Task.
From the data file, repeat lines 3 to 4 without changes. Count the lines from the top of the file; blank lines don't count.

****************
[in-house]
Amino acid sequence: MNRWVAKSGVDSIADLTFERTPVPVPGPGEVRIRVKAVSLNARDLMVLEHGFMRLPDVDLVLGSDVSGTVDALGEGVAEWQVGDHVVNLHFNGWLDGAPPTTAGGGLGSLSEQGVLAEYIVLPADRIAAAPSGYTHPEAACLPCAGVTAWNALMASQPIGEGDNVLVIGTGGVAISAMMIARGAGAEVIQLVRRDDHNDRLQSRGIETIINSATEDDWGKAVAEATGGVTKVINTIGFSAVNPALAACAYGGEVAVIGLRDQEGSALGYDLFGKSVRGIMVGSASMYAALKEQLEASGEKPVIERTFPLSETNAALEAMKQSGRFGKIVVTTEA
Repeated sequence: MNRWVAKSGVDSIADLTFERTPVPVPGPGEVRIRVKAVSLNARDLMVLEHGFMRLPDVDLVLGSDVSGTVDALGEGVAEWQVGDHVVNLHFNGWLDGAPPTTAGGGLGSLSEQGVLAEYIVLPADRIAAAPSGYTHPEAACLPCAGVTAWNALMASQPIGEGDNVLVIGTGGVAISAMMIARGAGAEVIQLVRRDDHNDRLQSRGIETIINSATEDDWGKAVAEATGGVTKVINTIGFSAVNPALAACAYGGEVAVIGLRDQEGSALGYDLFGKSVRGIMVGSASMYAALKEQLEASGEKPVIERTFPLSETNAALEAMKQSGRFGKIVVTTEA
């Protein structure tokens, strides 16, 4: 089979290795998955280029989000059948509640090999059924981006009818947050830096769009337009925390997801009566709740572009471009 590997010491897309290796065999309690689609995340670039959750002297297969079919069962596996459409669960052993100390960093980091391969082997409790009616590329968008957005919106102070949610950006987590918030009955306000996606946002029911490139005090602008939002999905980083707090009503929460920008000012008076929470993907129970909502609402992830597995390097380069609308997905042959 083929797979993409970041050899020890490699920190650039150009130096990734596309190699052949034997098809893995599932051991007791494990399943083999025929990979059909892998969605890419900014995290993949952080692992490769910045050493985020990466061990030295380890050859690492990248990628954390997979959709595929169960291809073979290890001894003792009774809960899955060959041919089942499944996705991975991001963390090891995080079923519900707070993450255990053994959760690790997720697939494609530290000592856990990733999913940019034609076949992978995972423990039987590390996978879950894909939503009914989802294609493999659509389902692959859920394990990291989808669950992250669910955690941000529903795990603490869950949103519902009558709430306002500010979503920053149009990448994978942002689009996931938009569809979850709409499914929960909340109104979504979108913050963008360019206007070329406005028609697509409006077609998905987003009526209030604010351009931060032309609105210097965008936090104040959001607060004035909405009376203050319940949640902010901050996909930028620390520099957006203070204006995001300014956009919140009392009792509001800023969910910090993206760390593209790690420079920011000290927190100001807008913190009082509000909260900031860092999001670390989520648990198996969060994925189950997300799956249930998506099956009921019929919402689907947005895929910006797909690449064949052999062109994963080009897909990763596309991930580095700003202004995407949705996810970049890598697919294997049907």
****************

Repeated sequence: MNRWVAKSGVDSIADLTFERTPVPVPGPGEVRIRVKAVSLNARDLMVLEHGFMRLPDVDLVLGSDVSGTVDALGEGVAEWQVGDHVVNLHFNGWLDGAPPTTAGGGLGSLSEQGVLAEYIVLPADRIAAAPSGYTHPEAACLPCAGVTAWNALMASQPIGEGDNVLVIGTGGVAISAMMIARGAGAEVIQLVRRDDHNDRLQSRGIETIINSATEDDWGKAVAEATGGVTKVINTIGFSAVNPALAACAYGGEVAVIGLRDQEGSALGYDLFGKSVRGIMVGSASMYAALKEQLEASGEKPVIERTFPLSETNAALEAMKQSGRFGKIVVTTEA
């Protein structure tokens, strides 16, 4: 089979290795998955280029989000059948509640090999059924981006009818947050830096769009337009925390997801009566709740572009471009 590997010491897309290796065999309690689609995340670039959750002297297969079919069962596996459409669960052993100390960093980091391969082997409790009616590329968008957005919106102070949610950006987590918030009955306000996606946002029911490139005090602008939002999905980083707090009503929460920008000012008076929470993907129970909502609402992830597995390097380069609308997905042959 083929797979993409970041050899020890490699920190650039150009130096990734596309190699052949034997098809893995599932051991007791494990399943083999025929990979059909892998969605890419900014995290993949952080692992490769910045050493985020990466061990030295380890050859690492990248990628954390997979959709595929169960291809073979290890001894003792009774809960899955060959041919089942499944996705991975991001963390090891995080079923519900707070993450255990053994959760690790997720697939494609530290000592856990990733999913940019034609076949992978995972423990039987590390996978879950894909939503009914989802294609493999659509389902692959859920394990990291989808669950992250669910955690941000529903795990603490869950949103519902009558709430306002500010979503920053149009990448994978942002689009996931938009569809979850709409499914929960909340109104979504979108913050963008360019206007070329406005028609697509409006077609998905987003009526209030604010351009931060032309609105210097965008936090104040959001607060004035909405009376203050319940949640902010901050996909930028620390520099957006203070204006995001300014956009919140009392009792509001800023969910910090993206760390593209790690420079920011000290927190100001807008913190009082509000909260900031860092999001670390989520648990198996969060994925189950997300799956249930998506099956009921019929919402689907947005895929910006797909690449064949052999062109994963080009897909990763596309991930580095700003202004995407949705996810970049890598697919294997049907």